Dengue fever is a mosquito-borne viral disease that is widespread in tropical and subtropical regions.
The World Health Organization has outlined diagnostic criteria for making the diagnosis of dengue infection, which includes the use of the tourniquet test.
The tourniquet test is a marker of capillary fragility and it can be used as a triage tool to support diagnostic decision-making during the initial febrile phase which may last 2 to 7 days after the development of fever.
Symptoms and signs of dengue fever
Dengue fever follows a distinct pattern with three phases: febrile phase, critical phase, and convalescent or recovery phase.
During the febrile phase, there is an abrupt onset of fever for 2 to 5 days, along with other symptoms such as headache, muscle, bone, and joint pain, nausea, vomiting, pain behind the eyes, swollen glands, and rash. The fever pattern is classically biphasic or "saddleback", breaking and then returning for 1 or 2 more days.
The critical phase usually occurs around the time the fever subsides and lasts for 1 to 2 days. During this phase, there is a risk of developing severe dengue, which can cause serious bleeding, a sudden drop in blood pressure, shock, and death.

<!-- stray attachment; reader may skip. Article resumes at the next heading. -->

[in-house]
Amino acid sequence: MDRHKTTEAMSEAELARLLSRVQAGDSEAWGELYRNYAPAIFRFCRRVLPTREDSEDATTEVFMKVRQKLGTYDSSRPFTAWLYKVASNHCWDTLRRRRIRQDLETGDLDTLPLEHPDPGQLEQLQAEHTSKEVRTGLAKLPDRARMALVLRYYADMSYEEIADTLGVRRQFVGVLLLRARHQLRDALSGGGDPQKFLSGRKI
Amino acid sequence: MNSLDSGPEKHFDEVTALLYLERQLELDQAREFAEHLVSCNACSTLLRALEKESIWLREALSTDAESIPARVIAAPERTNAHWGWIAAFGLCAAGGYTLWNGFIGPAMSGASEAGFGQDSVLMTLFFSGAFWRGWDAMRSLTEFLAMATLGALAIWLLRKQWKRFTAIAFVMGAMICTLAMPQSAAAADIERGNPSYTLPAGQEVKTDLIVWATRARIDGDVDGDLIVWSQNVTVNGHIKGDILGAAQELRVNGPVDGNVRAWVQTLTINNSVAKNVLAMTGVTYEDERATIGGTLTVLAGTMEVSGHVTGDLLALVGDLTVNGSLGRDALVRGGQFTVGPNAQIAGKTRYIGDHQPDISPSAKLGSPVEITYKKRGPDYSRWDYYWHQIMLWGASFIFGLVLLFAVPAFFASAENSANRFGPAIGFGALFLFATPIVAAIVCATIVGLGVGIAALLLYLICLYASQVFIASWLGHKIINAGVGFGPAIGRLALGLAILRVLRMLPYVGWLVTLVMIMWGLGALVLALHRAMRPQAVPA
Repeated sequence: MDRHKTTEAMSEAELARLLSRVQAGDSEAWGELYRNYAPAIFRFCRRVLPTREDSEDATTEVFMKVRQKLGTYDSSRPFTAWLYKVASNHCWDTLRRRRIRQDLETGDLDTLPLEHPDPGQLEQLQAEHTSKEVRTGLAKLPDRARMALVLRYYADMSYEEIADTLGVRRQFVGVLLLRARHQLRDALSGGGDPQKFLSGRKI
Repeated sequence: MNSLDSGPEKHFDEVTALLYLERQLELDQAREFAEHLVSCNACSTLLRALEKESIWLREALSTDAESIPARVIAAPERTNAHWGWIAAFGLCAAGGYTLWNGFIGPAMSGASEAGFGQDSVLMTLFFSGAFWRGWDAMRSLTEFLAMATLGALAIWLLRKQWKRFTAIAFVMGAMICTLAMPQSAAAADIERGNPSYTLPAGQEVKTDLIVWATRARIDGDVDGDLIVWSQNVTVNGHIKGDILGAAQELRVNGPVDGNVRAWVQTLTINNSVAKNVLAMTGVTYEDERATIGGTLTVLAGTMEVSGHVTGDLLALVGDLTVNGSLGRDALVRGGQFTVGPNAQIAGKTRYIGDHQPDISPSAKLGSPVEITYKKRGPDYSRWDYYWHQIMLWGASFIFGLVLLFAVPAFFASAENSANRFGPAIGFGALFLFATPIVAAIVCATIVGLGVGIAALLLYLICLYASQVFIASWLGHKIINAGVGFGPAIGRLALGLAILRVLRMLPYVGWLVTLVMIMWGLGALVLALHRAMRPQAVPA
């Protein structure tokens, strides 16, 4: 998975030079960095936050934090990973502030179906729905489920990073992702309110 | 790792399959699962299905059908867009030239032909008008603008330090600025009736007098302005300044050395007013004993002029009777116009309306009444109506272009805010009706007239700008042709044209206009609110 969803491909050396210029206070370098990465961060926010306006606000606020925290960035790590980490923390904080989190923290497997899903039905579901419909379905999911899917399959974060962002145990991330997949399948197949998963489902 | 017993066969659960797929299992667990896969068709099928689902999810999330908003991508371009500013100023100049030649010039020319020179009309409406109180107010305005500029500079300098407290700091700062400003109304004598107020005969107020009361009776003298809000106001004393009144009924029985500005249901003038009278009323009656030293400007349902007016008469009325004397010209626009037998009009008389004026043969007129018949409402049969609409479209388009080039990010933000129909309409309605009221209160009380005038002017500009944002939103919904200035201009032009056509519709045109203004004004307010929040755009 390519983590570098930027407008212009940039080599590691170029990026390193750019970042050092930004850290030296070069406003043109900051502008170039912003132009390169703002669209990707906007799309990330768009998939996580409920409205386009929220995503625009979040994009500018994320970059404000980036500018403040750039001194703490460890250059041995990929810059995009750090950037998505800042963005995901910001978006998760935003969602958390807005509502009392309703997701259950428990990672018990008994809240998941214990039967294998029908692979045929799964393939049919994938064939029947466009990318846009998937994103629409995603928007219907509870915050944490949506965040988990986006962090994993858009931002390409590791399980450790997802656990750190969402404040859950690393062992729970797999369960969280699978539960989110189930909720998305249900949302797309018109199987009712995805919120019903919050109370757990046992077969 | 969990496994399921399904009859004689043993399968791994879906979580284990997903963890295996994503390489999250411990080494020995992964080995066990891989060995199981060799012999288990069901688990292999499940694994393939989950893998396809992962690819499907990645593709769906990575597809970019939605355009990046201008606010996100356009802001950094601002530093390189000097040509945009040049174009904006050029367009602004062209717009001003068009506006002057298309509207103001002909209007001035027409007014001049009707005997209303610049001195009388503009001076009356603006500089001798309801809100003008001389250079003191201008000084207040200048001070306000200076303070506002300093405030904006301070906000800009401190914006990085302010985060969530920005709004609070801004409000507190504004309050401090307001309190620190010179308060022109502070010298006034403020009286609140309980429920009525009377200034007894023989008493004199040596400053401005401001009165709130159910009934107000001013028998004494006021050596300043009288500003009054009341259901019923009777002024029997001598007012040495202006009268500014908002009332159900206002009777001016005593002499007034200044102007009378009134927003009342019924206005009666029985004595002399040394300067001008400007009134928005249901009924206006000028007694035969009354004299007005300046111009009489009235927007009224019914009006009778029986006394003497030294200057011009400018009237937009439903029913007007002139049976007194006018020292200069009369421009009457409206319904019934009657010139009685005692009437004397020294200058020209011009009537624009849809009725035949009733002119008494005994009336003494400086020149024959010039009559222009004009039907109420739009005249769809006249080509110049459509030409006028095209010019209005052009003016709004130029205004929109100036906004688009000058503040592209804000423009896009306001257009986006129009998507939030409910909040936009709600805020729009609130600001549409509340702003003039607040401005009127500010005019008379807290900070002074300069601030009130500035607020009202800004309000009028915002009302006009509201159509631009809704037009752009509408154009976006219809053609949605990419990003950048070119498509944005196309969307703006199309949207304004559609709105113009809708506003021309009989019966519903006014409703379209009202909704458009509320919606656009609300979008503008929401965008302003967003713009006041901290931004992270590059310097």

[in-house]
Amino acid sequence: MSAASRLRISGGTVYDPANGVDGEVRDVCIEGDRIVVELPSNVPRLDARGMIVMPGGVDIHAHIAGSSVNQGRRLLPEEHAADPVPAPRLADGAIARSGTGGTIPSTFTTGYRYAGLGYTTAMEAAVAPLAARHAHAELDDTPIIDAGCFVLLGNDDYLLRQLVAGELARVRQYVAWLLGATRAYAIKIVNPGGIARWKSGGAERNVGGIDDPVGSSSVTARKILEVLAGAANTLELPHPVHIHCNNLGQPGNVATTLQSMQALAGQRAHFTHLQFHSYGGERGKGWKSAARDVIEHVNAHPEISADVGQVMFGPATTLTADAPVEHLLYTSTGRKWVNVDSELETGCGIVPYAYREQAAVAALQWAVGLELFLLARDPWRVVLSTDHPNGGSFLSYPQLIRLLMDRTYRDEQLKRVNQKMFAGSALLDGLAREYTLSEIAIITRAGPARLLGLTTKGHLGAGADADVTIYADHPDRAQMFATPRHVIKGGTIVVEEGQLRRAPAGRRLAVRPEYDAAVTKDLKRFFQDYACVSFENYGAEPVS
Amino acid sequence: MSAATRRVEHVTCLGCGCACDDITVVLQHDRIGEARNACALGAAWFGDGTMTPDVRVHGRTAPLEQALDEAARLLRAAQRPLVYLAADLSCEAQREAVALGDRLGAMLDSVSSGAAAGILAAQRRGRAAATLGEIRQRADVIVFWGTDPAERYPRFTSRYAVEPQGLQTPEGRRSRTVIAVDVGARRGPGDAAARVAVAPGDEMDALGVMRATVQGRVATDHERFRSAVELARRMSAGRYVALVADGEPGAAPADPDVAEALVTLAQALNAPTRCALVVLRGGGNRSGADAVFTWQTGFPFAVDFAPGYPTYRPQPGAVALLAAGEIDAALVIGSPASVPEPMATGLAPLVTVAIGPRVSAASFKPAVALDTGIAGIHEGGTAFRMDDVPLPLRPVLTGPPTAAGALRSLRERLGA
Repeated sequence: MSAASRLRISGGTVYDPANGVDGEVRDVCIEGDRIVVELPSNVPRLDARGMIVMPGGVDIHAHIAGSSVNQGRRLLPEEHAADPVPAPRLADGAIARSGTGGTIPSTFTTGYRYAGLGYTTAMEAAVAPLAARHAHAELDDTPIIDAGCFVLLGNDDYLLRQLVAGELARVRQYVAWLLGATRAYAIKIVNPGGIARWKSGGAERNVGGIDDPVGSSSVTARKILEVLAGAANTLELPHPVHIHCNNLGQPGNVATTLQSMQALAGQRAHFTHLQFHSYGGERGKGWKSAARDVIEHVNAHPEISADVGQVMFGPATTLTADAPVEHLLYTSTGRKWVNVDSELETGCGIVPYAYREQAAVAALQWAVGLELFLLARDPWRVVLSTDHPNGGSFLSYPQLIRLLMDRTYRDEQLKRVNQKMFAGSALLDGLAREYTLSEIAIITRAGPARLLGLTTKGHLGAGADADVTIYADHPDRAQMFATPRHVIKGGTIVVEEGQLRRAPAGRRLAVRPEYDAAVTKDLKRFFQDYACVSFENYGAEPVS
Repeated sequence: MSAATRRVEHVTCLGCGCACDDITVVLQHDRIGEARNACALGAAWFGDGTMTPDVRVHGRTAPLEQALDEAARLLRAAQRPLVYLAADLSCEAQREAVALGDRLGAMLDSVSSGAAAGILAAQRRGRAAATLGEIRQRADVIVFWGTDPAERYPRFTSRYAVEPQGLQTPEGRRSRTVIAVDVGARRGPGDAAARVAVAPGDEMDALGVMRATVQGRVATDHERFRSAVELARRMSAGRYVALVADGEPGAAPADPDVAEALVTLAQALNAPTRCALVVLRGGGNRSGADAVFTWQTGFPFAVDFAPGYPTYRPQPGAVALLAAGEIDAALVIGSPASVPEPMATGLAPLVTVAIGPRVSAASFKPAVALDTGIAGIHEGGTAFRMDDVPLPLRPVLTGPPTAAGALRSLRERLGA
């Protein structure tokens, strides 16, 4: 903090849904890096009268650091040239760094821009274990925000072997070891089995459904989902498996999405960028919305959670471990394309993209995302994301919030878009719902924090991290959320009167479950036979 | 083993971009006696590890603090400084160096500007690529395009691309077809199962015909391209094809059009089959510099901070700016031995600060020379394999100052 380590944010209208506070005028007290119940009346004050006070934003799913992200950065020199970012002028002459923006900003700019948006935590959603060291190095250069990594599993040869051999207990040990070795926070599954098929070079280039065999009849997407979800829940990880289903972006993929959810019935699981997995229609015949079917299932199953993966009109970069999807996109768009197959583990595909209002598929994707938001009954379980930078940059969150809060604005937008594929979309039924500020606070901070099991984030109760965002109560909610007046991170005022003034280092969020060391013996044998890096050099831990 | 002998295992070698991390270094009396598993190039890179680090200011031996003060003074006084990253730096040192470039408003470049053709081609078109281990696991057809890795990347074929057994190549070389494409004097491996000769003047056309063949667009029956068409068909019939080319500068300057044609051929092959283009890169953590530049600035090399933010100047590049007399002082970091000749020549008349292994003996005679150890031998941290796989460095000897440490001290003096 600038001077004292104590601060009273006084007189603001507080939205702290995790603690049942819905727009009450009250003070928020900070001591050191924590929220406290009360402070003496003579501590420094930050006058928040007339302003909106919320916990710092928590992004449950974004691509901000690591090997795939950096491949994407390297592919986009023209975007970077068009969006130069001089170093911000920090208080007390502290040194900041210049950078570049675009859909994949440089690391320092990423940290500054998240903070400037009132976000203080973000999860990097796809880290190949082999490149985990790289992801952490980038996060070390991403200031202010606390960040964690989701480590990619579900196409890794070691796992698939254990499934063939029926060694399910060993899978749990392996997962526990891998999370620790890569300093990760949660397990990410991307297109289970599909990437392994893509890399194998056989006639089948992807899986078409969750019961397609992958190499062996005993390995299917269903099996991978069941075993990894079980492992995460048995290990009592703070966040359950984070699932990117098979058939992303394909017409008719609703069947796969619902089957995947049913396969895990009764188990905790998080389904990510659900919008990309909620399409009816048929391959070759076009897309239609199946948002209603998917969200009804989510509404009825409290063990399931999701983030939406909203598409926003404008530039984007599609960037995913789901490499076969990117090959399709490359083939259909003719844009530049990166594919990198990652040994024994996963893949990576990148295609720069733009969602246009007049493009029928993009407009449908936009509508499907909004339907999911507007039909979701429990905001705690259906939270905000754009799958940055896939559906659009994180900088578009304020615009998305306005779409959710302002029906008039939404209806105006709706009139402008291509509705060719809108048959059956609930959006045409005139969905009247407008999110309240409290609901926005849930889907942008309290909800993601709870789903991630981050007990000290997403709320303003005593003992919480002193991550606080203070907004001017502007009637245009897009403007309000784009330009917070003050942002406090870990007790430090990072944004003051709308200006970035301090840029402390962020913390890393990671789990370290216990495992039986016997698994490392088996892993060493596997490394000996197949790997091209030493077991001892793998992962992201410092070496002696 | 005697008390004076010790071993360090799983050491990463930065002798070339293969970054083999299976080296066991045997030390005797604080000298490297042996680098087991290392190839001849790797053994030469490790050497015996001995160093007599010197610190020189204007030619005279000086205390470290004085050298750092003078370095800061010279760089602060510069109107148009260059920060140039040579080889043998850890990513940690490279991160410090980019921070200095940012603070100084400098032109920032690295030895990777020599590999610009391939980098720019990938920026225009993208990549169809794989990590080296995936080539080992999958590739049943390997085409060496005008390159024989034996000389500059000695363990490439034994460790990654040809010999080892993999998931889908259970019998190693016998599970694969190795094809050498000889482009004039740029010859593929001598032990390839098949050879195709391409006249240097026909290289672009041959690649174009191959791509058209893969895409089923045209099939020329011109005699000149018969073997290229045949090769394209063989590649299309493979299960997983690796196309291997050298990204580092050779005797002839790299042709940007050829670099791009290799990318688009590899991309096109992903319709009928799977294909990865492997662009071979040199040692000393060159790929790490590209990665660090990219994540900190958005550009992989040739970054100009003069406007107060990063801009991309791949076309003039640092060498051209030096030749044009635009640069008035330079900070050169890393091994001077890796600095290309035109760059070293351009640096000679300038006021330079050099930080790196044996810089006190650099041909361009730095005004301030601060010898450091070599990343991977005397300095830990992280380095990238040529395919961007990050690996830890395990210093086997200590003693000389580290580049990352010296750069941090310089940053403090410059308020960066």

The convalescent or recovery phase begins after the critical phase and can last for several days to weeks. During this phase, the symptoms gradually improve, and the patient recovers.
The tourniquet test, also known as the Rumpel-Leede or Hess test, is a simple diagnostic tool that can be used to assess capillary fragility.
The test involves inflating a blood pressure cuff on the upper arm to a pressure midway between the systolic and diastolic blood pressure for five minutes. After five minutes, the cuff is deflated and the number of petechiae in a 2.5 cm x 2.5 cm area on the forearm is counted.
A positive tourniquet test is defined as the presence of 10 or more petechiae per 2.5 cm x 2.5 cm area.
Diagnostic accuracy of the tourniquet test
A systematic review and meta-analysis of diagnostic test accuracy found that the tourniquet test has poor diagnostic performance, with a pooled sensitivity and specificity of 58% and 71%, respectively. However, the tourniquet test is still widely used in resource-poor settings despite currently available evidence demonstrating only a marginal benefit in making a diagnosis of dengue infection alone.
The tourniquet test is a simple and inexpensive diagnostic tool that can be used to support diagnostic decision-making during the initial, acute, febrile phase of dengue infection.
However, the test has poor diagnostic performance and should not be relied upon as the sole diagnostic tool for dengue fever.
Other diagnostic tests, such as nucleic acid amplification tests and serological tests, should also be used to confirm the diagnosis of dengue fever.